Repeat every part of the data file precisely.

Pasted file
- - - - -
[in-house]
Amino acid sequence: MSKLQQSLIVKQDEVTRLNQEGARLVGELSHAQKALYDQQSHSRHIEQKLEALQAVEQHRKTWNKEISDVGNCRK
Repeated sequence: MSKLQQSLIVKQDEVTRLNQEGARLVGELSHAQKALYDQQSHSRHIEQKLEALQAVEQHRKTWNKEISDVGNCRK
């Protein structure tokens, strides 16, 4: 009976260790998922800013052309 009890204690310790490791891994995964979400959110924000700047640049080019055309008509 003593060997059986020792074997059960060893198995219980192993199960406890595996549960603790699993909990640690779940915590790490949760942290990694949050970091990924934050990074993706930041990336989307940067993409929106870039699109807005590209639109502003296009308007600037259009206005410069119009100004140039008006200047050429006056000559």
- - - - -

[in-house]
Amino acid sequence: MSKLQQSLIVKQDEVTRLNQEGARLVGELSHAQKALYDQQSHSRHIEQKLEALQAVEQHRKTWNKEISDVGNCRK
Repeated sequence: MSKLQQSLIVKQDEVTRLNQEGARLVGELSHAQKALYDQQSHSRHIEQKLEALQAVEQHRKTWNKEISDVGNCRK
């Protein structure tokens, strides 16, 4: 009976260790998922800013052309 009890204690310790490791891994995964979400959110924000700047640049080019055309008509 003593060997059986020792074997059960060893198995219980192993199960406890595996549960603790699993909990640690779940915590790490949760942290990694949050970091990924934050990074993706930041990336989307940067993409929106870039699109807005590209639109502003296009308007600037259009206005410069119009100004140039008006200047050429006056000559």